It’s no secret that face scrubs have a bad reputation for creating micro-tears in the skin, and only grow in size and number with time. The development of micro-tears also sows the seeds for trauma. “Physical scrubs cause micro-tears and skin inflammation. Any kind of inflammation or injury in the case of Indian skin has the tendency to heal with pigmentation. This gradually aggravates pigmentation, which becomes visible after a certain time,” explains Agarwal. In concurrence, Rajan states that this phenomenon occurs because melanin is hugely involved in the process of recovery and repair in response to trauma in our skin.
IS CHEMICAL EXFOLIATION ANY BETTER?
According to Sarin, exfoliation is a double-edged sword for skin with hyperpigmentation. “If done the right way, it can exfoliate the skin cells holding the pigment, thereby curtailing the appearance of the skin, and if overdone, it can act like a stimulus for more pigment production.” However, Agarwal is of the opinion that exfoliation will just reduce the build-up of dead cells and improve skin health and not actively aid with hyperpigmentation as such. However, reduced pigmentation does come as a spin-off of chemical exfoliation (when done correctly), directly or indirectly. Here are some things to be wary of before opting for chemical exfoliation:
Pick your weapon carefully: Pigmented skin can be oily, combination, sensitive and dry. So it’s crucial to pick an active that suits your skin type. For instance, BHAs like salicylic acid unclogs pores and decongest the skin whereas AHAs like glycolic acid and lactic acid provide gentle exfoliation and resurfacing.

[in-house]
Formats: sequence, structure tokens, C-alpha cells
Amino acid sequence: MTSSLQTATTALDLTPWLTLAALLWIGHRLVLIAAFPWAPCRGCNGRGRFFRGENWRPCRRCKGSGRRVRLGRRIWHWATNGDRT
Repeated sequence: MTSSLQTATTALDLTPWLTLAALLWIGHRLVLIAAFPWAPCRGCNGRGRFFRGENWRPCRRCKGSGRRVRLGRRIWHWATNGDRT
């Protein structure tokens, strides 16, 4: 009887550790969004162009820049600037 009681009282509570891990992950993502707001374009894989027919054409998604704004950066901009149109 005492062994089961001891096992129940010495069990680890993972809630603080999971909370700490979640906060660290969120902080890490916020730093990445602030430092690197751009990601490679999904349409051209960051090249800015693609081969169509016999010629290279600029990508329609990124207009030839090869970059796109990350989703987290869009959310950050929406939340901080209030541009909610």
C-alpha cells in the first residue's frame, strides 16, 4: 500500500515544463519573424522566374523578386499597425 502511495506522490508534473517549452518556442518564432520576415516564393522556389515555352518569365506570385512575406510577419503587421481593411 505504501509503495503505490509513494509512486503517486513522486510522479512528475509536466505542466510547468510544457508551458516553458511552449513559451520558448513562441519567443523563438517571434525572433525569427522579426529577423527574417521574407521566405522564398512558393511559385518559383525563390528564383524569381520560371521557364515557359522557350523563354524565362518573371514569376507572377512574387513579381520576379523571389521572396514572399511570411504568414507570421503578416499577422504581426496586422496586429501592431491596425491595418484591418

Indulge in adequate before and after care: Chemical exfoliation isn’t a no-brainer ritual, like applying moisturiser. You must use a treatment lotion or serum on damp skin for optimal absorption and layer a deeply nourishing face cream to minimise dryness and irritation.
Be mindful of the wear time: Besides active-infused serums, chemical peels (the 30% AHA and 2% BHA Peeling Solution from The Ordinary, for instance) are another medium to explore chemical exfoliation, providing instant results. However, “chemical peels get their work done in a matter of minutes as they are expected to work only on the top few layers. Leaving them on for longer adds nothing beneficial, but may worsen sensitivity due to the unnecessary contact of the acids with the skin,” says Rajan.
WHAT LIES AHEAD
Upon being asked to shed light on the tried-and-tested preventive and reparative measures to tackle hyperpigmentation, all three dermatologists had one common piece of advice—don’t skimp on sunscreen. “Use a Vitamin C or ferulic acid serum in the morning before sun exposure to reduce the existing pigmentation. At night, make sure to remove your sunscreen and make-up thoroughly and use a mild cream containing kojic acid, azelaic acid or arbutin that addresses pigmentation. Glutathione is a powerful antioxidant that will help too,” suggests Agarwal. She furthers, “Besides products, it is advisable to do regular sessions of chemical peels and lasers at least once a month to treat all types of pigmentation. The Yavana Peau Claire is a popular treatment that takes off the tan, reduces pigmentation and brightens the skin.” Sarin also encourages trying laser-toning or chemical peels at a dermatologist’s clinic and limiting sun exposure.